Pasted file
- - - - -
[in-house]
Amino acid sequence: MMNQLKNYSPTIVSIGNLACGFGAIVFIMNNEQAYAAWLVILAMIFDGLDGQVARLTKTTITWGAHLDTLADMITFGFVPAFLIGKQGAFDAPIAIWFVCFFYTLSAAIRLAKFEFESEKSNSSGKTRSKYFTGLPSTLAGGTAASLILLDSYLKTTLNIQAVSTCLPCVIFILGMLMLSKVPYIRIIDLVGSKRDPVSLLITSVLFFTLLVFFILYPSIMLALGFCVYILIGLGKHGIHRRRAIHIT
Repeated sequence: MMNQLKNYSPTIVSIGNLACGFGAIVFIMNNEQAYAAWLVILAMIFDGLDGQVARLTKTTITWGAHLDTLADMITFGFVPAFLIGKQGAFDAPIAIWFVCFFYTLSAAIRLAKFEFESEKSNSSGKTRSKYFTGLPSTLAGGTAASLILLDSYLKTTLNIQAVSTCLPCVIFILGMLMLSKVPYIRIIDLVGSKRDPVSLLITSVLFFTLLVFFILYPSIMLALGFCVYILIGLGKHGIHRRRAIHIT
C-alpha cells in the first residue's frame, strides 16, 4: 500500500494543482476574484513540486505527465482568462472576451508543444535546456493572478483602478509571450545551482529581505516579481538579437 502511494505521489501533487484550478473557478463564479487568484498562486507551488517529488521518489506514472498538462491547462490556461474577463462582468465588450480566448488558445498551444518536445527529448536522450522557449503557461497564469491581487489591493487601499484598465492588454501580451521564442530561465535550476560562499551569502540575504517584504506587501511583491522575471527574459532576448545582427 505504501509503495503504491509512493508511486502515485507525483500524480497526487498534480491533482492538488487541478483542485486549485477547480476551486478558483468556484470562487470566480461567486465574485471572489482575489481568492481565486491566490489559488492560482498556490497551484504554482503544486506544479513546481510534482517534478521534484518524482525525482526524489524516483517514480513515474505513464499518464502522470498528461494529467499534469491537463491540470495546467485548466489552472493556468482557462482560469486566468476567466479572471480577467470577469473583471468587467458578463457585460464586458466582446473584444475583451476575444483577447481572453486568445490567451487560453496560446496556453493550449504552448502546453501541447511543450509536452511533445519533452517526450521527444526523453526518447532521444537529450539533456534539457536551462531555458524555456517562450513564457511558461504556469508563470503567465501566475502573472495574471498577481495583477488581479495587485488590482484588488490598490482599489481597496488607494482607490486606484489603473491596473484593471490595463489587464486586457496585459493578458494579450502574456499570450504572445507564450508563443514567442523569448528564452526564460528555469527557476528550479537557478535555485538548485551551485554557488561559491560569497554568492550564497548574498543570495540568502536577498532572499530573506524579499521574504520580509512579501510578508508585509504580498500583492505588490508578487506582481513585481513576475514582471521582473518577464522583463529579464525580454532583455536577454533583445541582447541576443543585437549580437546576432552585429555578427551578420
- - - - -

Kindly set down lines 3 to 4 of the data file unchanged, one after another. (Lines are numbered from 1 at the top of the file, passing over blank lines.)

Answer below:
Repeated sequence: MMNQLKNYSPTIVSIGNLACGFGAIVFIMNNEQAYAAWLVILAMIFDGLDGQVARLTKTTITWGAHLDTLADMITFGFVPAFLIGKQGAFDAPIAIWFVCFFYTLSAAIRLAKFEFESEKSNSSGKTRSKYFTGLPSTLAGGTAASLILLDSYLKTTLNIQAVSTCLPCVIFILGMLMLSKVPYIRIIDLVGSKRDPVSLLITSVLFFTLLVFFILYPSIMLALGFCVYILIGLGKHGIHRRRAIHIT
C-alpha cells in the first residue's frame, strides 16, 4: 500500500494543482476574484513540486505527465482568462472576451508543444535546456493572478483602478509571450545551482529581505516579481538579437 502511494505521489501533487484550478473557478463564479487568484498562486507551488517529488521518489506514472498538462491547462490556461474577463462582468465588450480566448488558445498551444518536445527529448536522450522557449503557461497564469491581487489591493487601499484598465492588454501580451521564442530561465535550476560562499551569502540575504517584504506587501511583491522575471527574459532576448545582427 505504501509503495503504491509512493508511486502515485507525483500524480497526487498534480491533482492538488487541478483542485486549485477547480476551486478558483468556484470562487470566480461567486465574485471572489482575489481568492481565486491566490489559488492560482498556490497551484504554482503544486506544479513546481510534482517534478521534484518524482525525482526524489524516483517514480513515474505513464499518464502522470498528461494529467499534469491537463491540470495546467485548466489552472493556468482557462482560469486566468476567466479572471480577467470577469473583471468587467458578463457585460464586458466582446473584444475583451476575444483577447481572453486568445490567451487560453496560446496556453493550449504552448502546453501541447511543450509536452511533445519533452517526450521527444526523453526518447532521444537529450539533456534539457536551462531555458524555456517562450513564457511558461504556469508563470503567465501566475502573472495574471498577481495583477488581479495587485488590482484588488490598490482599489481597496488607494482607490486606484489603473491596473484593471490595463489587464486586457496585459493578458494579450502574456499570450504572445507564450508563443514567442523569448528564452526564460528555469527557476528550479537557478535555485538548485551551485554557488561559491560569497554568492550564497548574498543570495540568502536577498532572499530573506524579499521574504520580509512579501510578508508585509504580498500583492505588490508578487506582481513585481513576475514582471521582473518577464522583463529579464525580454532583455536577454533583445541582447541576443543585437549580437546576432552585429555578427551578420